• AUW is not the right choice to give money to handle the program. However, your statement that “most of the money probably gets funneled into staff and executive salaries,” is ill-informed and you should never have made an unfounded statement like that. I don’t think AUW should get this money and I don’t think AUW will make good use of it; however, they ARE efficient with their operations. The majority of their donations are given to the needy and they have very little overhead. Forget Charity Navigator as localguy was referencing above, although at least that is a reference. Check out guidestar.com to see AUW’s 990 forms and you can see for yourself exactly how much they bring in, and exactly how much their expenses are. Please research before making comments that imply wrongdoing on the part of AUW and the like.

  • Article could have been more informative as to UAW administrative overhead, etc. Some so-called 501(c)3’s eat up donations and grants with excessive overhead costs, spending as little as 10% of donated monies on actual activity benefiting their so-called target groups.

    • Agree. UAW executives fly across the country in 1st class. At the very least they should be flying coach. This is the WRONG charity and it needs to be fixed from the top down.

      • Rookie posters are so laughable. It is AUW not UAW. What were you thinking?

        Check with http://www.charitynavigator.org/index.cfm?bay=search.summary&orgid=5895 Charity Navigator and you learn AUW has a 4-Star rating, spends 82.6% of all their money on charity programs. 17% goes to admin which in the high priced Nei is fair.

        You have to admit no city or state agency is that efficient with their money. Exactly why Ige realized his administration is woefully prepared to do this job, brought in the experts.

        • My bad – I’m a noob and just copied what he said. I meant to reference executives at United Way, the parent organization. It is inexcusable that they pay for 1st class tickets and not coach.

        • Charity navigator is not a very reliable source. Do you have anymore? Otherwise I agree that AUW admin is making big bucks.

        • nalogirl – As a rookie poster you are excused from failing to provide a credible reference to backup your claims.

          Need to learn how to do your due diligence before making a post.

          Rookies……………

    • if AUW is using existing programs (and staff!) then 100% of our $5 million should go to assisting these folks. Hope Scott Morishige is going to be hands-on as AUW spends that $$$$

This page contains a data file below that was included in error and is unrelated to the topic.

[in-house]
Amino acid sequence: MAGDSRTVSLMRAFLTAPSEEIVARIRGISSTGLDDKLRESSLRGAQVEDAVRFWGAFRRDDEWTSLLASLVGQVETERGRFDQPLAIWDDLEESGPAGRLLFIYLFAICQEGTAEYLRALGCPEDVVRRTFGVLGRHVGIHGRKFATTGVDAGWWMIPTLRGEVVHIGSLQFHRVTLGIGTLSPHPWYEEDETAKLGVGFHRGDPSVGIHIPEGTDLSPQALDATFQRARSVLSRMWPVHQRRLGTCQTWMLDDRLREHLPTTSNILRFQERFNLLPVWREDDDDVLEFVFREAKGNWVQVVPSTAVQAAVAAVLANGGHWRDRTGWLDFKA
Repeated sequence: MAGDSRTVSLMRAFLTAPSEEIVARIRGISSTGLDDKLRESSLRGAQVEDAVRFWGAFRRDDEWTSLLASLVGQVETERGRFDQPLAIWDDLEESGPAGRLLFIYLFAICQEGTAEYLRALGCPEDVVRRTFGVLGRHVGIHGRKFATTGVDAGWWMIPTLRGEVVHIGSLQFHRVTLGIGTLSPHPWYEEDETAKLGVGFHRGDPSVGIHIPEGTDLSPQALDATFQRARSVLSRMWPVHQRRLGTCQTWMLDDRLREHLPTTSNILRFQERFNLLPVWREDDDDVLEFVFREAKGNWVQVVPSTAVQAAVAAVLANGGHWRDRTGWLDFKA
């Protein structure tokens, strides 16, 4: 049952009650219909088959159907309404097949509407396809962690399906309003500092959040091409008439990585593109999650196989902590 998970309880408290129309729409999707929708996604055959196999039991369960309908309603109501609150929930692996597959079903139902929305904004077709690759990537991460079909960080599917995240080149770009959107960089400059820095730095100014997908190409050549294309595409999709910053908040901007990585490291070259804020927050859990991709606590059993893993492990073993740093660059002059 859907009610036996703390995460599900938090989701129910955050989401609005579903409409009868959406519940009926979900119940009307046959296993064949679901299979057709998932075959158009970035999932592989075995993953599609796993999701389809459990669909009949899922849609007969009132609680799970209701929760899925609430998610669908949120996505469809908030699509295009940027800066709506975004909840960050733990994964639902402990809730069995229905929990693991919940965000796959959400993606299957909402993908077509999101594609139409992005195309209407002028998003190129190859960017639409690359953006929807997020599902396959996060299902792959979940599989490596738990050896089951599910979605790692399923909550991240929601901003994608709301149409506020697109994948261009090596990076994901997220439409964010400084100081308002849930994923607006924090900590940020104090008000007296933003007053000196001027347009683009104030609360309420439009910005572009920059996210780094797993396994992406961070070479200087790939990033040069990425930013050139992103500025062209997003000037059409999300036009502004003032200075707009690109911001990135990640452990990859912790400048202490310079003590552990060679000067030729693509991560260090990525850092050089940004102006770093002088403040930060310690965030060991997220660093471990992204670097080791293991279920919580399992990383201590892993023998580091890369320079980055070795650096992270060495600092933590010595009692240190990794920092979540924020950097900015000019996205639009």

• That’s the whole intent of non-profits. They eliminate having to pay taxes by SPENDING everything but a minor percent of their profits. Even that spending happens to be due to inefficiency or excessive salaries, so be it.

  • In this State, “go on behind the scenes” does not ring a sound ethical bell to me. Sounds just regular Government tactics to me. I mean it’s MY tax money!!! Having said that giving that job to someone other than the career politicians is a good move.

  • This is one of the best photographs of Tom Brower that I’ve seen published. Obviously, he’s received the cosmetic surgery he so desperately needed… He should probably buy a new baseball hat; the one he’s wearing is not very “Kardashian”…

  • How is it that our tax money can be given to a particular charity. Cut my taxes and let me choose when and who I want to give to. I remember when the state stopped schools from raising money for some kind of Macy’s charity and yet they push AUW in schools and now this.

    • Exactly right. Everyone has access to United Way’s phone number and can call them at any time to donate if THEY choose to. We didn’t elect these guys to give away OUR money to charities on OUR behalf. So, the good new is, I guess is that the State is all caught up on funding the State’s pension fund? No? Then WHAT are you doing GIVING away OTHER people’s money that you can’t afford to give away when your OWN obligations are not being met?

      • You misunderstand. This is not a charitable donation. They are paying UAW to do the work of state bureaucrats who cannot handle the assignment. UAW is providing social workers and administrative duties as contracted for.

        • Exactly. Ige is admitting what we all know, state agencies are utterly incompetent in this area. Mo bettah to use the money to pay professionals to do the work, getting more out of each dollar.

          Charity Navigator, gold standard of rating a charity, gives AUW 4-Stars as they spend 82.6% of all their money on charity programs, 17.4% on admin. City and state are just the opposite, spending the lower amount on charitable work, greedy unions take all the other money and still want more.

          http://www.charitynavigator.org/index.cfm?bay=search.summary&orgid=5895

        • you wrong allie, it is a donation disguised as a contract. It’s still the taxpayers money and it is going to a charity so the charity can do what it does as its mission on a daily basis. the money is going to be used just like the money everyone else gives.

        • cardoc – As you failed to provide any credible references to back up your claim, it is nothing but shibai. Really low quality, gutter level, shibai.